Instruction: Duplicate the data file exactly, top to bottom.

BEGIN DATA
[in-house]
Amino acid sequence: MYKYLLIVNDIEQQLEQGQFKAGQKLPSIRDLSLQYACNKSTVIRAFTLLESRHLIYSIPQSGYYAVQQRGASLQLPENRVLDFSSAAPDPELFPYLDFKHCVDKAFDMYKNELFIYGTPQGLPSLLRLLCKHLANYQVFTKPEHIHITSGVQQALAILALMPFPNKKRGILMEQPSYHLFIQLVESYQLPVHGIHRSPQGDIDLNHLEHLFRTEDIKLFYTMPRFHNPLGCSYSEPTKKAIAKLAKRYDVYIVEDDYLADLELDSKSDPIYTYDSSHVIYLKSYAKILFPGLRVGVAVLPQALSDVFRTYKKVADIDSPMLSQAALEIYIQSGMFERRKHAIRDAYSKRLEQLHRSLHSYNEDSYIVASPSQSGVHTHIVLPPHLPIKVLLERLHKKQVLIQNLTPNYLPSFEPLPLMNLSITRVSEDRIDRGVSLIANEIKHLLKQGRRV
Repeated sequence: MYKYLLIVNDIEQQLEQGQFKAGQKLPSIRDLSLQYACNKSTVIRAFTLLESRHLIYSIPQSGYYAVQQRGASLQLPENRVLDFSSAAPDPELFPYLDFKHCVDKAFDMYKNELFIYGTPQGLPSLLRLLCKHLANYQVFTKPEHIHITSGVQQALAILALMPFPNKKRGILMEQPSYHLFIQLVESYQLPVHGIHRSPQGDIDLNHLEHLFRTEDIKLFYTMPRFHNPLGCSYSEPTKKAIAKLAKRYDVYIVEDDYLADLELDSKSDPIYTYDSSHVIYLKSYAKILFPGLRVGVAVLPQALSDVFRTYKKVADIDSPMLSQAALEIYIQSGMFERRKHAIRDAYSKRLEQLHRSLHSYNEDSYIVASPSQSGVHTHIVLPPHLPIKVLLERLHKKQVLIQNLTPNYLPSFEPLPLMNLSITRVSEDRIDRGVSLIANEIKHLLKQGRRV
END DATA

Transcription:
[in-house]
Amino acid sequence: MYKYLLIVNDIEQQLEQGQFKAGQKLPSIRDLSLQYACNKSTVIRAFTLLESRHLIYSIPQSGYYAVQQRGASLQLPENRVLDFSSAAPDPELFPYLDFKHCVDKAFDMYKNELFIYGTPQGLPSLLRLLCKHLANYQVFTKPEHIHITSGVQQALAILALMPFPNKKRGILMEQPSYHLFIQLVESYQLPVHGIHRSPQGDIDLNHLEHLFRTEDIKLFYTMPRFHNPLGCSYSEPTKKAIAKLAKRYDVYIVEDDYLADLELDSKSDPIYTYDSSHVIYLKSYAKILFPGLRVGVAVLPQALSDVFRTYKKVADIDSPMLSQAALEIYIQSGMFERRKHAIRDAYSKRLEQLHRSLHSYNEDSYIVASPSQSGVHTHIVLPPHLPIKVLLERLHKKQVLIQNLTPNYLPSFEPLPLMNLSITRVSEDRIDRGVSLIANEIKHLLKQGRRV
Repeated sequence: MYKYLLIVNDIEQQLEQGQFKAGQKLPSIRDLSLQYACNKSTVIRAFTLLESRHLIYSIPQSGYYAVQQRGASLQLPENRVLDFSSAAPDPELFPYLDFKHCVDKAFDMYKNELFIYGTPQGLPSLLRLLCKHLANYQVFTKPEHIHITSGVQQALAILALMPFPNKKRGILMEQPSYHLFIQLVESYQLPVHGIHRSPQGDIDLNHLEHLFRTEDIKLFYTMPRFHNPLGCSYSEPTKKAIAKLAKRYDVYIVEDDYLADLELDSKSDPIYTYDSSHVIYLKSYAKILFPGLRVGVAVLPQALSDVFRTYKKVADIDSPMLSQAALEIYIQSGMFERRKHAIRDAYSKRLEQLHRSLHSYNEDSYIVASPSQSGVHTHIVLPPHLPIKVLLERLHKKQVLIQNLTPNYLPSFEPLPLMNLSITRVSEDRIDRGVSLIANEIKHLLKQGRRV